Have you ever tried enjoying a music show or movie in the theater only to find yourself distracted by the bright lights of people texting? I’ve had enough. Here’s a thought—turn your mobile devices off at venues and just enjoy the show.
Last Saturday, I went to see the Irish singer, songwriter and Academy Award-winning Glen Hansard at the Michigan Theater in Ann Arbor. It was sold out, as Hansard has quite a following. The show was great, but all throughout it I found myself peering into large LED screens watching stubby thumbs and skinny fingers dance across the keypads doing their own versions of an Irish Jig.
Luckily, Hansard’s passion and performance were enough to drown out the distraction, to a point, but I still wondered why someone would pay $50 just to sit in the dark and text away. Did the people in front of me want their friends to know they were at a cool show, thus making them cool? Were they bored? They couldn’t have been bored because Hansard’s voice had the theater vibrating. Whatever the reason, it wasn’t good enough to distract others in the audience from the show.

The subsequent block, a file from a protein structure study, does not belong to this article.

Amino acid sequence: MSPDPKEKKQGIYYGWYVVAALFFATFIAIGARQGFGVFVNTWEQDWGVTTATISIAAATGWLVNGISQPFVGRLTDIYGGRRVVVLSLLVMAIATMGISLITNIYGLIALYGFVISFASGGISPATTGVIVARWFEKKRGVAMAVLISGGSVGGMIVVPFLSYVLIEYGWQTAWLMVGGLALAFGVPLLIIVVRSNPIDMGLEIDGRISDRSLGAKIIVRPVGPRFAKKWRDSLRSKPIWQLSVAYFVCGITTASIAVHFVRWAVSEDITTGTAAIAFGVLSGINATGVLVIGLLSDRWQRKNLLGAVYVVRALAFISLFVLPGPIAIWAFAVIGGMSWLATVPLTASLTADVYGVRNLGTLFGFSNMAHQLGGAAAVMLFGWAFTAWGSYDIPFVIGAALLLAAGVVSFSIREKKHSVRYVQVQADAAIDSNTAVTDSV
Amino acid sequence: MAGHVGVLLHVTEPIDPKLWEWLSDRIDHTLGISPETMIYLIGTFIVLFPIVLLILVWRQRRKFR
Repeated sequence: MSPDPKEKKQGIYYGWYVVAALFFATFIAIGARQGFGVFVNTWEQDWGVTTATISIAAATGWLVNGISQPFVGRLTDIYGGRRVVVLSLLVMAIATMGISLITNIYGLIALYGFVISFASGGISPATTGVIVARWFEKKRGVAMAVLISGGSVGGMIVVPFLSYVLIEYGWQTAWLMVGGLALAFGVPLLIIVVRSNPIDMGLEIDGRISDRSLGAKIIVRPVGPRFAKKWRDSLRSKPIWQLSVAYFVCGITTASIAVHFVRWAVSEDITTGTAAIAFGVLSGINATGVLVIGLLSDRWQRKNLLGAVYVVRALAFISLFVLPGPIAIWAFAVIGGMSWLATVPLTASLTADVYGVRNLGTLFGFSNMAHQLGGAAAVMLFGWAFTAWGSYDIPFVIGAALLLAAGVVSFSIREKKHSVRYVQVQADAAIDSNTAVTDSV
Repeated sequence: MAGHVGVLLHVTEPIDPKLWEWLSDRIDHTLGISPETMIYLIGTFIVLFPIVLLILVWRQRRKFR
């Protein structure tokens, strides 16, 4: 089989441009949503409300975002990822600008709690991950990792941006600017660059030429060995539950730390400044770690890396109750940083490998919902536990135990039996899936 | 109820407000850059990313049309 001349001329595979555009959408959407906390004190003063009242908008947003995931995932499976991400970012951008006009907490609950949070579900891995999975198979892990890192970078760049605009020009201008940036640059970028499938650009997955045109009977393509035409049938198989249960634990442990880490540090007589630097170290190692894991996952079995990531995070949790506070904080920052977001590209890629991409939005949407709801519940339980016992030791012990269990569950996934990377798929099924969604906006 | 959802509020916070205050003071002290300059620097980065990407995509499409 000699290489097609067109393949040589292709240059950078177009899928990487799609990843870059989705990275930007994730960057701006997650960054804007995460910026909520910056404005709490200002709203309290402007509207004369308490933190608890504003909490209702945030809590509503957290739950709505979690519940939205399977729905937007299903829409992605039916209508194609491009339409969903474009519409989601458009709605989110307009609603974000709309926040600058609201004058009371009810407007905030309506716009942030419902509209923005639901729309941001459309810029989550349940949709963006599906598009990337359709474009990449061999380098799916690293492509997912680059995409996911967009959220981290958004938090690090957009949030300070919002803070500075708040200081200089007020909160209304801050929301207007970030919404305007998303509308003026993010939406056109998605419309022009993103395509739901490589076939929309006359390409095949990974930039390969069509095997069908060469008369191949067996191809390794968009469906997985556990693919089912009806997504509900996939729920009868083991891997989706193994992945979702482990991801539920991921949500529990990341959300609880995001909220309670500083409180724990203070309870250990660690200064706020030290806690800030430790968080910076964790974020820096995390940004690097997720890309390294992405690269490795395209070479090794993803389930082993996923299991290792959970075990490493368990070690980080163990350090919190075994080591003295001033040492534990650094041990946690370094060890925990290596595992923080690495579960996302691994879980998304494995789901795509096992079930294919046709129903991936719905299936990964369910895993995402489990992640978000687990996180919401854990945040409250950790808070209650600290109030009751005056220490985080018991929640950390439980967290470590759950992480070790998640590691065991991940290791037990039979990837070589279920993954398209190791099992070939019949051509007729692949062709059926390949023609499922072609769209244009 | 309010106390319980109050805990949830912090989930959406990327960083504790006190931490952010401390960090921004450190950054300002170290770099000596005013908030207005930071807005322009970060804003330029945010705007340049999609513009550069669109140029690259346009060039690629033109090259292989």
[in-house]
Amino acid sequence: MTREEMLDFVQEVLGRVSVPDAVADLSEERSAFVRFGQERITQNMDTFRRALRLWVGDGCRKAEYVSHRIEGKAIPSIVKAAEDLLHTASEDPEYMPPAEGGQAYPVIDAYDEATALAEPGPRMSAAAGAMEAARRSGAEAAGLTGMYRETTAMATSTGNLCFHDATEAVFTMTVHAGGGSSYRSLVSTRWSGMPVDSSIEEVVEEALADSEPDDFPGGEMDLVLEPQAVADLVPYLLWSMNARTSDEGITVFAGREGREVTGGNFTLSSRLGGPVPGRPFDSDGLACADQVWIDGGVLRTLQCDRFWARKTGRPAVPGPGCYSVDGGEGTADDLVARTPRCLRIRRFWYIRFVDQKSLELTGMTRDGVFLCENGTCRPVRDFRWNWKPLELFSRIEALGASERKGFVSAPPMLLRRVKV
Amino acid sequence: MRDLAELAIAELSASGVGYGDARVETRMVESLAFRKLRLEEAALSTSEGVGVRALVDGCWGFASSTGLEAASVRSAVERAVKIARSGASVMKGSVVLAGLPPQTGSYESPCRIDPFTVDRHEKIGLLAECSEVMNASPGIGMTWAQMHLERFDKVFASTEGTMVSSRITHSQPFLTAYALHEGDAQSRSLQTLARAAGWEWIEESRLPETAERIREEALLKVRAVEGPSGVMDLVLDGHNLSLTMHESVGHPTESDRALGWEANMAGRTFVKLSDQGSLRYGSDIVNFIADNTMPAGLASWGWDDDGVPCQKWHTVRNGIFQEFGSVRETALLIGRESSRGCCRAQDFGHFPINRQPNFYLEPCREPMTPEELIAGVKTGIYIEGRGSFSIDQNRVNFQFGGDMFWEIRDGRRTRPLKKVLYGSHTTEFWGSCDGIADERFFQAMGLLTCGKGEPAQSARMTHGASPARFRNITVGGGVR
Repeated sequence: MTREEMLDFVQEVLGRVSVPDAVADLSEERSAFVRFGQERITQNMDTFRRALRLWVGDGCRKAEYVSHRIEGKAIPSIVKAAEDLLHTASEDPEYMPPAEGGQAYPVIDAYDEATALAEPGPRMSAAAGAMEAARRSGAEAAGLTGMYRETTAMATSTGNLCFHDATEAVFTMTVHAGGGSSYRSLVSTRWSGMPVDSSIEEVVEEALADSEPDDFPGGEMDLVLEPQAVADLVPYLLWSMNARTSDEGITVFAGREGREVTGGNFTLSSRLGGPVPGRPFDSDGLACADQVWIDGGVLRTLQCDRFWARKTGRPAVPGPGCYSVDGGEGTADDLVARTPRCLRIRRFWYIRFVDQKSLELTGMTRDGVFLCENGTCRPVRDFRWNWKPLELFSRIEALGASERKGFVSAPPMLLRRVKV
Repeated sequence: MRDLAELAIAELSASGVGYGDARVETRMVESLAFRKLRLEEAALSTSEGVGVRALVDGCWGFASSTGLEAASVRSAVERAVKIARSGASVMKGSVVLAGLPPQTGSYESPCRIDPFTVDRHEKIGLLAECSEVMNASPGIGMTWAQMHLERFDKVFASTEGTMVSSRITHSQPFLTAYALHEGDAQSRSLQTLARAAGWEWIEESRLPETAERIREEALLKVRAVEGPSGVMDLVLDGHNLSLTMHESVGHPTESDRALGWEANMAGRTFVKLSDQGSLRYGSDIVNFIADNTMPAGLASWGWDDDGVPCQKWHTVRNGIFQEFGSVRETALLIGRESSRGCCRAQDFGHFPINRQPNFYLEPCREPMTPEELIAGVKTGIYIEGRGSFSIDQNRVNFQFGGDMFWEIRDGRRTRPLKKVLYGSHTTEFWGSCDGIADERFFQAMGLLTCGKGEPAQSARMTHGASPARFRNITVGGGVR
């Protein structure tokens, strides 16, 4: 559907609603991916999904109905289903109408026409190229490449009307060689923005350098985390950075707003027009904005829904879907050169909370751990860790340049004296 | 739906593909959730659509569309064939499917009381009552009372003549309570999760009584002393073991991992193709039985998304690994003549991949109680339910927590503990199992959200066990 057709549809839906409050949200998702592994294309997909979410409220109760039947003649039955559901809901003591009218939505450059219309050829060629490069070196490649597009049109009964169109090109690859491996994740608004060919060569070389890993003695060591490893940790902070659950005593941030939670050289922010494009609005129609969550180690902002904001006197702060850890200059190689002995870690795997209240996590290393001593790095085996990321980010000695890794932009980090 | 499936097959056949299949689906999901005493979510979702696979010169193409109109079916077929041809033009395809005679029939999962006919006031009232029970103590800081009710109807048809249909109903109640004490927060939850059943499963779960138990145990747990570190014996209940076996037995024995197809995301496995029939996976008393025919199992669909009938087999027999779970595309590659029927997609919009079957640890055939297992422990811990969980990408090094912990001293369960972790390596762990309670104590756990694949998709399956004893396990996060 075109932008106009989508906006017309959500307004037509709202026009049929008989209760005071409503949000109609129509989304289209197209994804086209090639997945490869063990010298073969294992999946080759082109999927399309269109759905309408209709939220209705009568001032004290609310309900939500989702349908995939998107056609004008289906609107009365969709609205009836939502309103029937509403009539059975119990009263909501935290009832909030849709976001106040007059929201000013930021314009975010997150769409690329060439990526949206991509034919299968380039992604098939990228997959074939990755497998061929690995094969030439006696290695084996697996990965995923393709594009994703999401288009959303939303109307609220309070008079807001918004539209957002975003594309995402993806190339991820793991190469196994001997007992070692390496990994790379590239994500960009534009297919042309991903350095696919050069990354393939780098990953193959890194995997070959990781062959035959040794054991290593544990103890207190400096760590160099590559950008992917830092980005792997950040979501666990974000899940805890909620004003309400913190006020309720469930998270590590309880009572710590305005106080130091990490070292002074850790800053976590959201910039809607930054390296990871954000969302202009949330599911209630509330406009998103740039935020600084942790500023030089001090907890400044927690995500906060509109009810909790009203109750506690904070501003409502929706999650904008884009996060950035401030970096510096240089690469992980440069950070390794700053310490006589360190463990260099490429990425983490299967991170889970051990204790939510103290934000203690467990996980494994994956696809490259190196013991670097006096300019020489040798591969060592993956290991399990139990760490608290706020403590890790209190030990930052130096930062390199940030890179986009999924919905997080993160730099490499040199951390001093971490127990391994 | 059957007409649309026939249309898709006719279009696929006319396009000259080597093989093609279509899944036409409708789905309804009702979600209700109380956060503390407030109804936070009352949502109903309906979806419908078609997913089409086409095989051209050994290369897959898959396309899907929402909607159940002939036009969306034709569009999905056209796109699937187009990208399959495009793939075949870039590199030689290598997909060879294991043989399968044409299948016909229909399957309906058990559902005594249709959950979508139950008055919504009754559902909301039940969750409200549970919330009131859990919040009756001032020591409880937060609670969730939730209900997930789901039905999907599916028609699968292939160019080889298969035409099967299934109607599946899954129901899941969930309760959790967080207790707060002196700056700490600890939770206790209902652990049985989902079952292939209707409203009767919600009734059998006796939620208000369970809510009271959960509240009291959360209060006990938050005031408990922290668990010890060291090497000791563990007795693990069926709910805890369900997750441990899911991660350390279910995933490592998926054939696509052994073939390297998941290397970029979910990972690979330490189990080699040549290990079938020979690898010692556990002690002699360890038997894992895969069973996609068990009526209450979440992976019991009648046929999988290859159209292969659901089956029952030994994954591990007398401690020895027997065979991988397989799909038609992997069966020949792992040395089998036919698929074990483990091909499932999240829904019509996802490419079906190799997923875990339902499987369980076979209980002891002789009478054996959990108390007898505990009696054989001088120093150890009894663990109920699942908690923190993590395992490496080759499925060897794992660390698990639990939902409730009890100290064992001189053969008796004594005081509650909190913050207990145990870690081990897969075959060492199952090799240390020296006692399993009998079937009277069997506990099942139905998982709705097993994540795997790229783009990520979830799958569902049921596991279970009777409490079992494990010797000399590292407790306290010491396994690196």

Brian Hunter, program manager for the Michigan Theater, doesn’t approve of using mobile devices during shows.
“It’s just rude to the people around you who are there to enjoy the entertainment,” he said.
Most theaters ban the use of mobile devices during the show. Goodrich Quality 16 Theater in Ann Arbor requires viewers turn their phones off. This all sounds like common courtesy, and it is, but many people still find themselves drawn to inform the world where they are at, at that very moment.
Hunter suggested if someone in the audience persists on using their devices during the show, simply alert an usher to the situation. It’s a clash of cultures, though, narcissistic self-absorbed individuals vs. those in the audience actually there to enjoy the show.
Hopefully our venues adopt the attitude the Alamo Draft House Theater in Austin, Texas has taken. According to their website, “We have zero tolerance for talking or cell phone use of any kind during movies, and we aren’t afraid to kick anyone rude enough to start texting their friends during a show right out of the theater.”
When someone breaks out their cell phone at a show, I say, “Remember the Alamo!”